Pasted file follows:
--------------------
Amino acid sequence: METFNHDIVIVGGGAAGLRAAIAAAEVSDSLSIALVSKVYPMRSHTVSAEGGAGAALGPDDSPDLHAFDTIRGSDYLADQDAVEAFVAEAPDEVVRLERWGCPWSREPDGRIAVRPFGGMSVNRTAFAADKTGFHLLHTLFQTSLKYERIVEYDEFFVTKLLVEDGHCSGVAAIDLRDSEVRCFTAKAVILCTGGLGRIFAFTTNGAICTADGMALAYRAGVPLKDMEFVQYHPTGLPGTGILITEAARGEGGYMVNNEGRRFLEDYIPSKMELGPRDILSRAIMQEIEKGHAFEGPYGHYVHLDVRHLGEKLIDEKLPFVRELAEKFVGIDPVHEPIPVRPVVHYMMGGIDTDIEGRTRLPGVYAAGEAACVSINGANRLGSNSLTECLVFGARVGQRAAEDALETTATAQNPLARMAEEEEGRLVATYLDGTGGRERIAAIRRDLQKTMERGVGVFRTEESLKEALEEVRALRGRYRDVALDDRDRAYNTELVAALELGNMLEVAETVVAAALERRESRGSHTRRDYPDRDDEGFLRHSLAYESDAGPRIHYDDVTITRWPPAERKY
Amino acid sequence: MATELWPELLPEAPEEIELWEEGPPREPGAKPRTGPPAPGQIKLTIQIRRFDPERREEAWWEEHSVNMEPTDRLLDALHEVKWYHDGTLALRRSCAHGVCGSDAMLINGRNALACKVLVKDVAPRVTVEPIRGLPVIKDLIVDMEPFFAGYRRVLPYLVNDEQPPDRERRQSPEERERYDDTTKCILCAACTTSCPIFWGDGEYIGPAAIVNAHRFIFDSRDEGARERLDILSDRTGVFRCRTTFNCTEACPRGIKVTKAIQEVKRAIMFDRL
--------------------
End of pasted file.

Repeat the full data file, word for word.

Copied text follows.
Amino acid sequence: METFNHDIVIVGGGAAGLRAAIAAAEVSDSLSIALVSKVYPMRSHTVSAEGGAGAALGPDDSPDLHAFDTIRGSDYLADQDAVEAFVAEAPDEVVRLERWGCPWSREPDGRIAVRPFGGMSVNRTAFAADKTGFHLLHTLFQTSLKYERIVEYDEFFVTKLLVEDGHCSGVAAIDLRDSEVRCFTAKAVILCTGGLGRIFAFTTNGAICTADGMALAYRAGVPLKDMEFVQYHPTGLPGTGILITEAARGEGGYMVNNEGRRFLEDYIPSKMELGPRDILSRAIMQEIEKGHAFEGPYGHYVHLDVRHLGEKLIDEKLPFVRELAEKFVGIDPVHEPIPVRPVVHYMMGGIDTDIEGRTRLPGVYAAGEAACVSINGANRLGSNSLTECLVFGARVGQRAAEDALETTATAQNPLARMAEEEEGRLVATYLDGTGGRERIAAIRRDLQKTMERGVGVFRTEESLKEALEEVRALRGRYRDVALDDRDRAYNTELVAALELGNMLEVAETVVAAALERRESRGSHTRRDYPDRDDEGFLRHSLAYESDAGPRIHYDDVTITRWPPAERKY
Amino acid sequence: MATELWPELLPEAPEEIELWEEGPPREPGAKPRTGPPAPGQIKLTIQIRRFDPERREEAWWEEHSVNMEPTDRLLDALHEVKWYHDGTLALRRSCAHGVCGSDAMLINGRNALACKVLVKDVAPRVTVEPIRGLPVIKDLIVDMEPFFAGYRRVLPYLVNDEQPPDRERRQSPEERERYDDTTKCILCAACTTSCPIFWGDGEYIGPAAIVNAHRFIFDSRDEGARERLDILSDRTGVFRCRTTFNCTEACPRGIKVTKAIQEVKRAIMFDRL